Church as Fellowship: More than Socializing

Screen Shot 2016-08-20 at 7.53.41 AMOne of the most — if not the most — important words in the New Testament for the church is the word fellowship (Greek: koinonia). What is a fellowship? What is happening when you hear someone use the term “fellowship” for what goes on in your church? Why do we call one room in some churches “fellowship hall” and the other a “sanctuary”? Is the sanctuary not fellowship? What is fellowship?

At what size of a church does it cease being a fellowship?

How can a megachurch be a fellowship? Does a come-hear-the-sermon approach break the possibility of a fellowship?

What are the needed elements for a church to become a fellowship? Which is the most decisive?

John Nugent, in his exceptional new study Endangered Gospel examines this term fellowship and opens with a section of quotations of the “one another” passages in the New Testament, and I will list just a few here (but a full citation is at the bottom of this post):

Rom. 12:10 Be devoted to one another in love. Honor one another above yourselves.

Rom. 12:16 Live in harmony with one another.

Rom. 15:14    I myself am convinced, my brothers and sisters, that you yourselves are full of goodness, filled with knowledge and competent to instruct one another.

2Cor. 13:11    Finally, brothers and sisters, rejoice! Strive for full restoration, encourage one another, be of one mind, live in peace. And the God of love and peace will be with you.

Eph. 4:2 Be completely humble and gentle; be patient, bearing with one another in love.

Eph. 4:32 Be kind and compassionate to one another, forgiving each other, just as in Christ God forgave you.

Eph. 5:19 speaking to one another with psalms, hymns, and songs from the Spirit. Sing and make music from your heart to the Lord,

Eph. 5:21    Submit to one another out of reverence for Christ.

1Pet. 4:9 Offer hospitality to one another without grumbling.

Let’s begin with this: fellowship is more than enjoying one another and talking about whatever you like, for as Nugent says it, “… fellowship means more than socializing. It means sharing a life in common” (137). It is about sharing a life. If fellowship is about sharing life then Nugent is also right is saying this:  “The distinguishing feature of the “one another” practices is reciprocity. These are not practices that a few people do on behalf of the whole body. They are how all members relate to one another” (138).

It surely entails hospitality and eating with one another for the meal is the place of welcome and friendship and conversation and fellowship: “Many of the “one another” practices require the genuine intimacy of life together. … It is often said “we are what we eat”; even more so, we are who we eat with” (138).

Furthermore, and this probably needs more emphasis than even Nugent gives it, fellowship is the essence of kingdom flourishing: “These “one another” commands are not simply a matter of first-century or even small church culture. They reflect God’s design for human life and flourishing” (138).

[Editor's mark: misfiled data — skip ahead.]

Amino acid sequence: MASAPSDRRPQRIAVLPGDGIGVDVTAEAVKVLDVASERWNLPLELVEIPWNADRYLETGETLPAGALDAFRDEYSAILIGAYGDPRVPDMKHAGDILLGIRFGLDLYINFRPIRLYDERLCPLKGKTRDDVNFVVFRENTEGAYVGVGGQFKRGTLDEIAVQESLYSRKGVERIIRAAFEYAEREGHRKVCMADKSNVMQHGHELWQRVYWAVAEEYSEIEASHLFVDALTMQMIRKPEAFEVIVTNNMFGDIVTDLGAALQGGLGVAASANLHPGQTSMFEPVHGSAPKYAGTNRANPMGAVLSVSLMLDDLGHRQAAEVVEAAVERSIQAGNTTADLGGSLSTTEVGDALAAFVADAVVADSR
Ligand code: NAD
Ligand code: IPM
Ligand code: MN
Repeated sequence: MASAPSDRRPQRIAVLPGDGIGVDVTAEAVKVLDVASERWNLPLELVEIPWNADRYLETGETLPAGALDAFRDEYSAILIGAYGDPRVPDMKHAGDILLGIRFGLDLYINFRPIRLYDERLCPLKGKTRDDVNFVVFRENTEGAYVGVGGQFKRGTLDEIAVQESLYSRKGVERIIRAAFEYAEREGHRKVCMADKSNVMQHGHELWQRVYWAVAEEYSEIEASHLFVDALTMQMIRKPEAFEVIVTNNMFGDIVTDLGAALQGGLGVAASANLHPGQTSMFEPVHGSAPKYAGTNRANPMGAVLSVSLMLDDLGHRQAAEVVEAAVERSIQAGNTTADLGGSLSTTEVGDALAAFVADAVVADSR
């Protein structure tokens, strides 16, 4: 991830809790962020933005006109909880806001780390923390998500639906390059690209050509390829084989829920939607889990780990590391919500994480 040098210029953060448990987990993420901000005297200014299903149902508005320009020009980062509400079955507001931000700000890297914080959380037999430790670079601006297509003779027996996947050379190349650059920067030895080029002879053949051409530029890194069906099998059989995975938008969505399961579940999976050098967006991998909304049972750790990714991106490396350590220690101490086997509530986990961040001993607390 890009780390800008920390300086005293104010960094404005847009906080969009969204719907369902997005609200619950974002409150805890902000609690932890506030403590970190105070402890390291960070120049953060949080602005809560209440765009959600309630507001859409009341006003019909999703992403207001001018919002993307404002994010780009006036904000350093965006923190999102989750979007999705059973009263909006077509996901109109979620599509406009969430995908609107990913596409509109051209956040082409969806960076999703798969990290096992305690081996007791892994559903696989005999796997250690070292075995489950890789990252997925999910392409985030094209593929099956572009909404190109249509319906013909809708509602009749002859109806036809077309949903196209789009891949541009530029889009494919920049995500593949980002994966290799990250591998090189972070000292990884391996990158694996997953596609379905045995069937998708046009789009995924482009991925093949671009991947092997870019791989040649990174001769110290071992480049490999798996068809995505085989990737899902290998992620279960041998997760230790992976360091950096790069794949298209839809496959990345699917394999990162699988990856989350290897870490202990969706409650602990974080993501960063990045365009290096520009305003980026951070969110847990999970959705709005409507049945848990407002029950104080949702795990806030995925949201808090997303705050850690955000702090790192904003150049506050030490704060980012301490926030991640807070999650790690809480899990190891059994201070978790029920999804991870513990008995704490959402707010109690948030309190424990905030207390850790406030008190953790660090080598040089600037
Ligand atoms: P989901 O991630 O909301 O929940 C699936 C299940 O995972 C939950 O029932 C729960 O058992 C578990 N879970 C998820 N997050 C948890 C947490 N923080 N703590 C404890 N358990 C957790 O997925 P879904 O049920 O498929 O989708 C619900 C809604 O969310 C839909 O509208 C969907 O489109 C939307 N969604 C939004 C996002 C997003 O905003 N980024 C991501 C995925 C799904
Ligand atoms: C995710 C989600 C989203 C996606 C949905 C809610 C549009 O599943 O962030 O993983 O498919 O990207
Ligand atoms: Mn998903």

But it must be worked at or an environment must be intentionally created for it to happen as God wants this to happen:

In the early church, many Christians still lived under the authority of unbelieving rulers, employers, and family members. For them, gathering together with the body was the only time they truly experienced the newness of God’s kingdom. They couldn’t wait to get together. They looked forward to serving one another and being served, encouraging one another and being encouraged, teaching others and being taught. The lowly looked forward to being raised up. Women, children, slaves, and ethnic minorities looked forward to being treated with equal dignity (139).

Big issue arising, of course: the size of the church. Can megachurches be a fellowship? Nugent targets this mentality of church being about numerical growth into these very challenging words:

If numerical growth demands a different kind of community and a different kind of leader than Jesus exemplified and authorized, then we have three options:

  1. We can leave Jesus’ teaching about community behind and allow sociology to guide us into new forms of church for which Scripture offers little guidance.
  2. We can plant new churches whenever we get too large to conform to Jesus’ teaching about community.
  3. We can find ways to adapt our life together in such a way that takes sociological constraints seriously while keeping Jesus’ teaching about the kingdom as our authoritative guide (141).

What’s your church? What’s your choice?

Now a final challenge: “If we are not baptizing people into a body like this, then we may be embracing, displaying, and proclaiming a sophisticated “sociological’ substitute for the kingdom of God” (142).

 

One Another in the NT:

Rom. 12:10 Be devoted to one another in love. Honor one another above yourselves.

Rom. 12:16 Live in harmony with one another. Do not be proud, but be willing to associate with people of low position. Do not be conceited.

Rom. 13:8    Let no debt remain outstanding, except the continuing debt to love one another, for whoever loves others has fulfilled the law.